The reason for this is simple: it is just not correct to refer to the positions held by NATO countries and its allies as ‘the voice of the international community that respects a rule-based order’. Indeed, for Germany, the war in Ukraine means a ‘Zeitenwende’ – but not so for the Global South.

No right to point fingers

And we don’t have to go all the way back to the atrocities of the colonial time to understand that one can be quite sceptical about the high moral ground from which the Global South is being criticised for having their own views.

After all, we are talking about the same countries that had no problem in bombing Belgrade without a UN mandate; countries that extended the UN mandate to provoke lasting destruction in Libya; invoked Article 5 to invade Afghanistan, investing trillions of dollars to destruct the country, just to end up handing Afghanistan over to the Taliban again; and in the specific case of the US and the UK: the Iraq war, which was based on a lie to exploit the country’s oil reserves and on the pursuit of this gave rise to the Islamic State. Did these countries, including Germany, not sell weapons to Saudi Arabia to support the war against the Houthi population in Yemen, which, according to the UN, provoked a huge humanitarian crisis with more than 300,000 victims? Why applaud Poland for its humanitarian reception of Ukrainian migrants and not point to its criminalisation of refugees from non-European countries? And so on, and so on.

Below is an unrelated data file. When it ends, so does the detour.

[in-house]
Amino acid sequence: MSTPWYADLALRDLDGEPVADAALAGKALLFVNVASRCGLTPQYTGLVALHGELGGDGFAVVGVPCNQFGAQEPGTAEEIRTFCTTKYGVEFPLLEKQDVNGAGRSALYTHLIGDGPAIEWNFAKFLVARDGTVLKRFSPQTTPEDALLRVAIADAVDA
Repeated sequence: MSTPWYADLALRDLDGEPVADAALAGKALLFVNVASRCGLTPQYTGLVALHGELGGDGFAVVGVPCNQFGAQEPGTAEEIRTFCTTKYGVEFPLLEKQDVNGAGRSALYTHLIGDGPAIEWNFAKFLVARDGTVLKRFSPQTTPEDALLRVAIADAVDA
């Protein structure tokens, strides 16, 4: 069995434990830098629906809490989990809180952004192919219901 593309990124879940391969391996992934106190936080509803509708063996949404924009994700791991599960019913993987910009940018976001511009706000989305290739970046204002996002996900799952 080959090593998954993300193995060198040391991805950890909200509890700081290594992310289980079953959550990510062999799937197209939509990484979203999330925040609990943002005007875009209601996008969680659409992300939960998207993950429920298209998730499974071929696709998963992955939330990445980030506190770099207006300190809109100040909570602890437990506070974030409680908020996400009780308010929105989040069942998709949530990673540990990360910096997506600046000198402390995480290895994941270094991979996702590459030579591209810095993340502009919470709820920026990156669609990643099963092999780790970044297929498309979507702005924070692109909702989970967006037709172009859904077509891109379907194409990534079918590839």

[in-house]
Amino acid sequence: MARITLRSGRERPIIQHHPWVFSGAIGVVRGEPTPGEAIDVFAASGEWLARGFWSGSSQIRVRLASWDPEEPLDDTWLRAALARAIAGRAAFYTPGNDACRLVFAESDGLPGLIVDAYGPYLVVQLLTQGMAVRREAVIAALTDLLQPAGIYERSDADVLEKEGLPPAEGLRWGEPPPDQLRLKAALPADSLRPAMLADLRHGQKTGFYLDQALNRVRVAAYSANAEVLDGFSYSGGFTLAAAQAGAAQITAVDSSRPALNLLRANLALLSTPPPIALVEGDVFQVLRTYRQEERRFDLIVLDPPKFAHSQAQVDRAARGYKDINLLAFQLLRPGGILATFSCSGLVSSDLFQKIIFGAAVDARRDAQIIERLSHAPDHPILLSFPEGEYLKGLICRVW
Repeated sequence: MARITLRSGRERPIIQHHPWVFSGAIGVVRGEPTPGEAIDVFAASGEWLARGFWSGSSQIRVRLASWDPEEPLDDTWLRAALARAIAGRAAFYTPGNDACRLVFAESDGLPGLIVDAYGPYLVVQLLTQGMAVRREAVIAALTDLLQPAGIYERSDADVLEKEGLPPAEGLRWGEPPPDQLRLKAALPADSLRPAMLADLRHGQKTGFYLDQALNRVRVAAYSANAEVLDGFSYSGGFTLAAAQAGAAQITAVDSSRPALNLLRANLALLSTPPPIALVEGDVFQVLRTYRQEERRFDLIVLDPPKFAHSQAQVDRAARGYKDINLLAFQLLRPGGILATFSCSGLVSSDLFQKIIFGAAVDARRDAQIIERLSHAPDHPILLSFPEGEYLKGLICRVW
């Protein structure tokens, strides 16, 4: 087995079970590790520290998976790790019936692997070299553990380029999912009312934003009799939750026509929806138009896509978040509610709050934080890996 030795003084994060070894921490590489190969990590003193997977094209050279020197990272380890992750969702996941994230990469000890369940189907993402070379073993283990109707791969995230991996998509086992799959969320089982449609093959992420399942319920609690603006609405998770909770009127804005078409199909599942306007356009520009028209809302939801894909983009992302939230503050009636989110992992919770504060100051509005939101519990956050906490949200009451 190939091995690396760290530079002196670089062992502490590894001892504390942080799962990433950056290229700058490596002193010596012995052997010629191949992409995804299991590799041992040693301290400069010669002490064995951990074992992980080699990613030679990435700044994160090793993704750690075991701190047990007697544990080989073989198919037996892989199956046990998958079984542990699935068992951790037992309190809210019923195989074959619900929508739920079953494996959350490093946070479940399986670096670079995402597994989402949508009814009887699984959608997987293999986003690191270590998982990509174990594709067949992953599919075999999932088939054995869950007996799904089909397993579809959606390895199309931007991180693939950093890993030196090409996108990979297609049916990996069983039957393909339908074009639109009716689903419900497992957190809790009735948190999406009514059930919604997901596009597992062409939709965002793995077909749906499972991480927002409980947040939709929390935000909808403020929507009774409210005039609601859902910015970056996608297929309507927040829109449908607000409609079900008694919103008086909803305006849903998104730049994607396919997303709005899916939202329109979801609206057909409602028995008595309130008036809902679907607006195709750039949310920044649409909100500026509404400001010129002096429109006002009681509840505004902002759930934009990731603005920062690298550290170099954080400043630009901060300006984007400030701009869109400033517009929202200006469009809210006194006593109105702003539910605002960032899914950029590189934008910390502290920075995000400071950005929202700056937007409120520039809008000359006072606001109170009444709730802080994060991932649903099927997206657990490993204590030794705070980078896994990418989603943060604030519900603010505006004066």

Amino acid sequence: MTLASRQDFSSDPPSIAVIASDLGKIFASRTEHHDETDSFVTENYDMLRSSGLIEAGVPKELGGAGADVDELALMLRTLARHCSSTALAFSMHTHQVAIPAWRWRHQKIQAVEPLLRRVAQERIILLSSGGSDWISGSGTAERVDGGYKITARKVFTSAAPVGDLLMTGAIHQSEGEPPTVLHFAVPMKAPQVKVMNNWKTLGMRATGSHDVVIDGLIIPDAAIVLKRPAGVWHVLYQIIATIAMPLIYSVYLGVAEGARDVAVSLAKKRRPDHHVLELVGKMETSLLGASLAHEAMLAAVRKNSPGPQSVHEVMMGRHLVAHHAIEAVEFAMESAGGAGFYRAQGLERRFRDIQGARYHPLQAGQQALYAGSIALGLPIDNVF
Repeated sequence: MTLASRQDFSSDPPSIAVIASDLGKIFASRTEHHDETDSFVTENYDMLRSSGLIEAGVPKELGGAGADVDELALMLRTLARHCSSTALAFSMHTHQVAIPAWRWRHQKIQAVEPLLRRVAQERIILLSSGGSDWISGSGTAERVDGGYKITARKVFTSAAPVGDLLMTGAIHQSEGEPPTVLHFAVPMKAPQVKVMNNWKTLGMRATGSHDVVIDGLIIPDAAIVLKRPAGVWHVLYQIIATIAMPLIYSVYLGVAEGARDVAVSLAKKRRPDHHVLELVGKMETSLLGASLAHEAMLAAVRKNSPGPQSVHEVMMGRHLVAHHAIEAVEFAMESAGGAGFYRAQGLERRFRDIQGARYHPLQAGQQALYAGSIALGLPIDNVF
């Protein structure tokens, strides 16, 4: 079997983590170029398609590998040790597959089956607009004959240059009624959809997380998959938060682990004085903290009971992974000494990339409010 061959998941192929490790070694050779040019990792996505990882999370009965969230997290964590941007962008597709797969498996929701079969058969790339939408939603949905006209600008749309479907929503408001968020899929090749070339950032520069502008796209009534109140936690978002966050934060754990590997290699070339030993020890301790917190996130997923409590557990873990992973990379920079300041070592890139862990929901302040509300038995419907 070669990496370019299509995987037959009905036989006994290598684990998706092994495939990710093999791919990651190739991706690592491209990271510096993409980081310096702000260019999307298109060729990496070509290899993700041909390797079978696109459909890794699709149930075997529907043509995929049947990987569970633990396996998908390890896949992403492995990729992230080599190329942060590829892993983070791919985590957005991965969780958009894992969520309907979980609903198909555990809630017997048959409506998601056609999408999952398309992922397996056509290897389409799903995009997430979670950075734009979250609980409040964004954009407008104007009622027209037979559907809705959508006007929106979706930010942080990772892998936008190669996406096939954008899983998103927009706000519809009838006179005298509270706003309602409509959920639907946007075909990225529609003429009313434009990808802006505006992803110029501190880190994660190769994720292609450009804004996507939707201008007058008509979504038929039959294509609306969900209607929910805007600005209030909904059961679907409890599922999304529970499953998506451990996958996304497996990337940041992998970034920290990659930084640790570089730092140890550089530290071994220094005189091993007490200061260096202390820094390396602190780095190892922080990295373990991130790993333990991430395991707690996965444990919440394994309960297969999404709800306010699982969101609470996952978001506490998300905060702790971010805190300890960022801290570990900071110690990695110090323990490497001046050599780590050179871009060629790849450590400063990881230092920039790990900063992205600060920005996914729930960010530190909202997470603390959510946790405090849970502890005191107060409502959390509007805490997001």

Let us look at the details. While Europe, after 24 February 2022, continued to spend around € 1 bn a day on buying petrol, gas and coal from Russia, countries of the Global South were criticised for not supporting its sanctions. India was blamed for taking advantage of the situation by increasing its imports of Russian oil at a discount price, while Western oil companies made record-high and ‘immoral profits on the backs of the poorest people’, as acknowledged by United Nations Secretary-General Antonio Guterres. Not to mention the extraordinary gains for the US military-industrial complex. And how do you expect African countries to react to the post-invasion diplomatic efforts by European leaders to expand the continent’s fossil energy exports after they had been told for several years that there would be no more financing for such investments?

Trying to understand the other side